So every decision the AI makes is a tradeoff in terms of its impact on the world. Navigating this requires it to have a good understanding of our values. It will also need to estimate the value of certain situations beyond the human training distribution - if only to avoid these situations. Thus a "superpowered and aligned" AI needs to solve the problem of model splintering, and to establish a reasonable extrapolation of human values.Model splintering sufficient?
The previous sections argue that learning human values (including model splintering) is necessary for instantiating an aligned AI; thus the "define alignment and then add human values" approach will not work.
Thus, if you give this argument much weight, learning human values is necessary for alignment. I personally feel that it's also (almost) sufficient, in that the skill in navigating model splintering, combined with some basic human value information (as given, for example, by the approach here) is enough to get alignment even at high AI power.Which path to pursue for alignment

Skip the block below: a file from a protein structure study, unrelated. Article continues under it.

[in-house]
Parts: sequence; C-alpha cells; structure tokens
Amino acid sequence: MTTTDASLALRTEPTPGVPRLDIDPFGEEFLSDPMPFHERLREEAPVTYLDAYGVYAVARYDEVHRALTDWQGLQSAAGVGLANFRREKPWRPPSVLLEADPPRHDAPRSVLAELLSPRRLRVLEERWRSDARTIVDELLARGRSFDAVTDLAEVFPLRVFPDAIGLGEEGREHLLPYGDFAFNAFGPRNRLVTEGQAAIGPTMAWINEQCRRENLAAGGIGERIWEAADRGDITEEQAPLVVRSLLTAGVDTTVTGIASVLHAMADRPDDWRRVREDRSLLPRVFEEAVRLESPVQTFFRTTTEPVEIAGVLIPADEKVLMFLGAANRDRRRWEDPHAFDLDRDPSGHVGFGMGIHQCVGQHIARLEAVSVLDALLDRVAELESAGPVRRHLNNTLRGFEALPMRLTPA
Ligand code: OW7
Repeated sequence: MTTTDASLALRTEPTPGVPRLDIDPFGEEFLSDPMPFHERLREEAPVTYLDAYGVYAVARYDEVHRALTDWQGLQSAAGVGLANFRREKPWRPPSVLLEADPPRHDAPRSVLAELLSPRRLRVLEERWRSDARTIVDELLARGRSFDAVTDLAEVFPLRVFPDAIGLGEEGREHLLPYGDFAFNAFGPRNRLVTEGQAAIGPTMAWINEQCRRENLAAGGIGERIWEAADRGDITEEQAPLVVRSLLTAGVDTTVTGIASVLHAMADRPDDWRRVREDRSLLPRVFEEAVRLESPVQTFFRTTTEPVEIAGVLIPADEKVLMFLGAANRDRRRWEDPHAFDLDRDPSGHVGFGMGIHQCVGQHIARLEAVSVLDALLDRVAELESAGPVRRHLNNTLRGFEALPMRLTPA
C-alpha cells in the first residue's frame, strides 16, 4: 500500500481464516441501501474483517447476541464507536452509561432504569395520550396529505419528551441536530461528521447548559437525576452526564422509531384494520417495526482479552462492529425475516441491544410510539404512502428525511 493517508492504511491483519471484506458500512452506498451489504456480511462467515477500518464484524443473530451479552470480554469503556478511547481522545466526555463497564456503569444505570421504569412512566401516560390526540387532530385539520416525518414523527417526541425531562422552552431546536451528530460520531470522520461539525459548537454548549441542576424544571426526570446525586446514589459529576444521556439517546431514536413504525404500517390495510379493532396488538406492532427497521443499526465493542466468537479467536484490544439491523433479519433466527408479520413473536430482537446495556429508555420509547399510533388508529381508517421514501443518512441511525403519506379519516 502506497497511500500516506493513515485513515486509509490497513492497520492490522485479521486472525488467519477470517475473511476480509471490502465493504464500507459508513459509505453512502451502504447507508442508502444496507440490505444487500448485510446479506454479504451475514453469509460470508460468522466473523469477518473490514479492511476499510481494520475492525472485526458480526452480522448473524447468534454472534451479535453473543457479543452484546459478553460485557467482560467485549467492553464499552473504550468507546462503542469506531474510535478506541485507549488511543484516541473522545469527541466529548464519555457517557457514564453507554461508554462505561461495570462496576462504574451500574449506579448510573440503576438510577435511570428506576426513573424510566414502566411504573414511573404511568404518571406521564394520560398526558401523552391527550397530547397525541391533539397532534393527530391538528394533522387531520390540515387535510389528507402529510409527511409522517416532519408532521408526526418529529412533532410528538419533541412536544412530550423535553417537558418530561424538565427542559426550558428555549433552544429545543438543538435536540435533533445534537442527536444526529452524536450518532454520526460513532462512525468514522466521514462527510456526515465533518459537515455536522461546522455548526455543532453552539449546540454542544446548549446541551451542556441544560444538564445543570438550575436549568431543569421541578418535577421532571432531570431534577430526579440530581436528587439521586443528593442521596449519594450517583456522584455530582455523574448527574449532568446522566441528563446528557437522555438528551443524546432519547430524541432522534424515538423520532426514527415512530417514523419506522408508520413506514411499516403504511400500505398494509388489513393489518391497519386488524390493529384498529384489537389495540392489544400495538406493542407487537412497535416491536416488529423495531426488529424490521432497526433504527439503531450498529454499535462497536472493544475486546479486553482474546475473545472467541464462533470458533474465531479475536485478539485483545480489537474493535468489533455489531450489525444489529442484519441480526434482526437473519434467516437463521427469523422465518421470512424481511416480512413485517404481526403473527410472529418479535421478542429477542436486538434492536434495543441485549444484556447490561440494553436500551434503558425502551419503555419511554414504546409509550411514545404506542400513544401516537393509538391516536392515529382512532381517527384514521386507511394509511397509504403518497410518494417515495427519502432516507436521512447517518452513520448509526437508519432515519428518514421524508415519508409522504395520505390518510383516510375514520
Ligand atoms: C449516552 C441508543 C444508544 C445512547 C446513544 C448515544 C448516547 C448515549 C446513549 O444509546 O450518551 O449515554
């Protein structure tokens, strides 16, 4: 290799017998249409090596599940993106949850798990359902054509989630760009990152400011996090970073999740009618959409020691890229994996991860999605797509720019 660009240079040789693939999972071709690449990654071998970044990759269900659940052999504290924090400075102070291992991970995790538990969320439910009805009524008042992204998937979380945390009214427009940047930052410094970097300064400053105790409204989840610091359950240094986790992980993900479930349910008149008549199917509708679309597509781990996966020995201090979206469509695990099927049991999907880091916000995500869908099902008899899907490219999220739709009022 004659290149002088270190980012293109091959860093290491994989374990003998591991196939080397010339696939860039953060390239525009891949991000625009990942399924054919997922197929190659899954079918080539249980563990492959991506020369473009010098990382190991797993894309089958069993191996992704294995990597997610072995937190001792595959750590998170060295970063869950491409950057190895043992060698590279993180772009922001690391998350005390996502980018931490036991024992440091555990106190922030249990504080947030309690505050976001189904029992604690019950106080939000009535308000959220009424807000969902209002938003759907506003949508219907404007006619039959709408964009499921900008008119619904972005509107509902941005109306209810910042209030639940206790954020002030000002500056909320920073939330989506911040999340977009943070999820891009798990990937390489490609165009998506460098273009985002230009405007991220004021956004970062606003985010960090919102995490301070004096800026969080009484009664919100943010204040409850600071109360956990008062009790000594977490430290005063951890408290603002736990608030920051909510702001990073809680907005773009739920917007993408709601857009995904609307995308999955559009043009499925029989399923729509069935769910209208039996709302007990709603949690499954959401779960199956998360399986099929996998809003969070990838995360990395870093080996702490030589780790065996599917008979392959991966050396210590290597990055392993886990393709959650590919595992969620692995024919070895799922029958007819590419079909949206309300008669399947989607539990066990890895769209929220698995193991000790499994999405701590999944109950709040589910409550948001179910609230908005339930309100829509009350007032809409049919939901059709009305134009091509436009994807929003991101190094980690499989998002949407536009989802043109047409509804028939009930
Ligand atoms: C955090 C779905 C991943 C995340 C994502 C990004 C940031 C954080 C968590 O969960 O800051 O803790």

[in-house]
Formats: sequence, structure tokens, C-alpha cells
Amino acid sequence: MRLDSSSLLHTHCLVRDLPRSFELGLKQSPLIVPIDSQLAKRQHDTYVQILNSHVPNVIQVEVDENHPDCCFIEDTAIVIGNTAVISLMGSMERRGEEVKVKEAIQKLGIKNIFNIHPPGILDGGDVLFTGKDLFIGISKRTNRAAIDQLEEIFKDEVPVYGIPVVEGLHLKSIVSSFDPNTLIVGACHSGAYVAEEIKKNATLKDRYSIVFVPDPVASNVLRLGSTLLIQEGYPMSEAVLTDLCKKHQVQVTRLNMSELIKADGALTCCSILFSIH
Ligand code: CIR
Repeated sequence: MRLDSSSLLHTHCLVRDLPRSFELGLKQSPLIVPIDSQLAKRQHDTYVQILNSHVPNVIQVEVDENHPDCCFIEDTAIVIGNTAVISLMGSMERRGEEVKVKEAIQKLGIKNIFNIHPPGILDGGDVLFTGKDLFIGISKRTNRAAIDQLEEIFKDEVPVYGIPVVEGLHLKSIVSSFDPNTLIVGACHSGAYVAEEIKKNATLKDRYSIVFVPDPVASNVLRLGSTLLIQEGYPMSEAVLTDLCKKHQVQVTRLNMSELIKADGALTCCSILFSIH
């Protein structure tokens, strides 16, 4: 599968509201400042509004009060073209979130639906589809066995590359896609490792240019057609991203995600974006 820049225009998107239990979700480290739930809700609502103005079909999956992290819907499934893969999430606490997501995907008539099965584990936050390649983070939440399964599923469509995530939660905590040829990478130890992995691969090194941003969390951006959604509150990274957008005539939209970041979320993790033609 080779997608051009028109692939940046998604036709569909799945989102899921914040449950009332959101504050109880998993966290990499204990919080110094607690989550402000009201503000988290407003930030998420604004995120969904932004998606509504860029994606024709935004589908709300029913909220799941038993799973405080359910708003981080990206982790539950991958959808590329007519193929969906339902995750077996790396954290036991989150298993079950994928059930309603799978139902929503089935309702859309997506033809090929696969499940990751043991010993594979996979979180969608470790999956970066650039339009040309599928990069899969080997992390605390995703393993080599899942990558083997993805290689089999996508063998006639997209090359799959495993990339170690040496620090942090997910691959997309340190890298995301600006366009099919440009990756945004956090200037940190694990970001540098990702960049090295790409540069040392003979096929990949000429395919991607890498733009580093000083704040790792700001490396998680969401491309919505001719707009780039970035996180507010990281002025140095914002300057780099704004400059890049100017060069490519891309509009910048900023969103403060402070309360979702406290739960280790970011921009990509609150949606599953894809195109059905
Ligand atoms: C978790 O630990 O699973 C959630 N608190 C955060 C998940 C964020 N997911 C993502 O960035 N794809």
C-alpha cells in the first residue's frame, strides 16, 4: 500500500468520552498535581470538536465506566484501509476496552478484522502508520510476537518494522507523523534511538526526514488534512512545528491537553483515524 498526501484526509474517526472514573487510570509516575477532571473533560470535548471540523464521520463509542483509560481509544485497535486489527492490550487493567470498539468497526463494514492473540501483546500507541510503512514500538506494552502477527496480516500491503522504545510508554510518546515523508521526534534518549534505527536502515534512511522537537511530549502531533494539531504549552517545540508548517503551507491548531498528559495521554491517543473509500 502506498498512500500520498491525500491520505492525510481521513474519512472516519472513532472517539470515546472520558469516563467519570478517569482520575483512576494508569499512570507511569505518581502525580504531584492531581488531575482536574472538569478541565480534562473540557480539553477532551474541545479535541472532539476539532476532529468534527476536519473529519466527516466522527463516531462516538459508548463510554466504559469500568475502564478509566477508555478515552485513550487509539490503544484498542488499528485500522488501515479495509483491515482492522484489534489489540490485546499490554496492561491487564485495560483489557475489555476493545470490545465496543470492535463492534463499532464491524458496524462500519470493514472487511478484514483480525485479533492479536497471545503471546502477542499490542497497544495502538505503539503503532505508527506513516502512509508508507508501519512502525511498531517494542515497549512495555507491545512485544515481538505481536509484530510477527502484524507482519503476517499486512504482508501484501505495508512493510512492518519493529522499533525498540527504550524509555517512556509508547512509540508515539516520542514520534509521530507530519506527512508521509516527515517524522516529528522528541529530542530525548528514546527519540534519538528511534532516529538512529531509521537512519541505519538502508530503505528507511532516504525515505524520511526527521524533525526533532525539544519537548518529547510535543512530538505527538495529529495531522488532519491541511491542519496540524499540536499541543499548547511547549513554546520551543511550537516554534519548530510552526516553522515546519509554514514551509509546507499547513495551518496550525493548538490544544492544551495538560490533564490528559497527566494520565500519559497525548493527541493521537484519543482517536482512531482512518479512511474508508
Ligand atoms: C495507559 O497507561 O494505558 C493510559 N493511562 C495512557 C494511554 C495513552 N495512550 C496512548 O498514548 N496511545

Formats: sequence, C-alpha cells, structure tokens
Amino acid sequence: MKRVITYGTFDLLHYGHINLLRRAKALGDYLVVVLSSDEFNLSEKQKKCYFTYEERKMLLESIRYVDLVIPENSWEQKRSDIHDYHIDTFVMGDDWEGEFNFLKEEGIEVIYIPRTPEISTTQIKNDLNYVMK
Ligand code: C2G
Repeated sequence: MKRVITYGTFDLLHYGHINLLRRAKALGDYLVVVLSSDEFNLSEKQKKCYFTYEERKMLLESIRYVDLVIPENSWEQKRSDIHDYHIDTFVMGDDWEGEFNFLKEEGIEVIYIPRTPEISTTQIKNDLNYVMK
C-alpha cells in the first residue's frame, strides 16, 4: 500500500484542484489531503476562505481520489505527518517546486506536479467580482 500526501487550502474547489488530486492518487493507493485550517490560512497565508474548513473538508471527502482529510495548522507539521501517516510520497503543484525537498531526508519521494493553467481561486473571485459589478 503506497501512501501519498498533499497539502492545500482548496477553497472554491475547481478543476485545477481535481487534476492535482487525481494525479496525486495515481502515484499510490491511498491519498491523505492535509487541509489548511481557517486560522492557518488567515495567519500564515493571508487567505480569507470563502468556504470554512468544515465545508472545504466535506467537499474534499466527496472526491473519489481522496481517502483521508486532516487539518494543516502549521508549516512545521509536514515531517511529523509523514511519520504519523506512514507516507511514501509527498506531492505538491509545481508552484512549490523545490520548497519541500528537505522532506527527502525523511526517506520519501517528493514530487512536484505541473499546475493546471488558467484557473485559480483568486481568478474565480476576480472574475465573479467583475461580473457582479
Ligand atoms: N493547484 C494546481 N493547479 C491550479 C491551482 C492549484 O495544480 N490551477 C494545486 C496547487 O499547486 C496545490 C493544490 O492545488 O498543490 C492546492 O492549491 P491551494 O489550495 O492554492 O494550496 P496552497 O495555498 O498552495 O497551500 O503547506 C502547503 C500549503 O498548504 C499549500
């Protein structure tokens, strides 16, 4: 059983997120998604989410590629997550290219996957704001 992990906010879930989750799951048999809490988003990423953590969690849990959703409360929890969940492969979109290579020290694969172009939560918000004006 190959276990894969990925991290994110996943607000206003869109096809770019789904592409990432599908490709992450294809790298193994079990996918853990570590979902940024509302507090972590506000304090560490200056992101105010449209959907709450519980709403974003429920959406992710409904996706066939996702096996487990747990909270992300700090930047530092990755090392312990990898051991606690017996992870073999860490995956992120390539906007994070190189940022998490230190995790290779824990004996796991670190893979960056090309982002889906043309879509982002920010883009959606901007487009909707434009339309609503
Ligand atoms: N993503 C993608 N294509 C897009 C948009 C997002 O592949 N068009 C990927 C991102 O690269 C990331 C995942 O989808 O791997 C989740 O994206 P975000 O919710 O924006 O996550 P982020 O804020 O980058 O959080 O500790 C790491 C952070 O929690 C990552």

It's important to resolve this argument, as the paths for alignment that the two approaches suggest are different. I'd also like to know if I'm wasting my time on an unnecessary diversion.
Introduction: Epistemic Strategies Redux
This post examines the epistemic strategies of Steve Byrnes’ Safety-capabilities tradeoff dials are inevitable in AGI.
(If you want to skim this post, just read the Summary subsection that display the epistemic strategy as a design pattern)
I introduced the concept in a recent post, but didn’t define them except as the “ways of producing” knowledge that are used in a piece of research. If we consider a post or paper as a computer program outputting (producing) knowledge about alignment, epistemic strategies are the underlying algorithm or, even more abstractly, the design patterns.
An example of epistemic strategy, common in natural sciences (and beyond), is
- Look at the data
- Find a good explanation
- Predict new things with that explanation
- Get new data for checking your prediction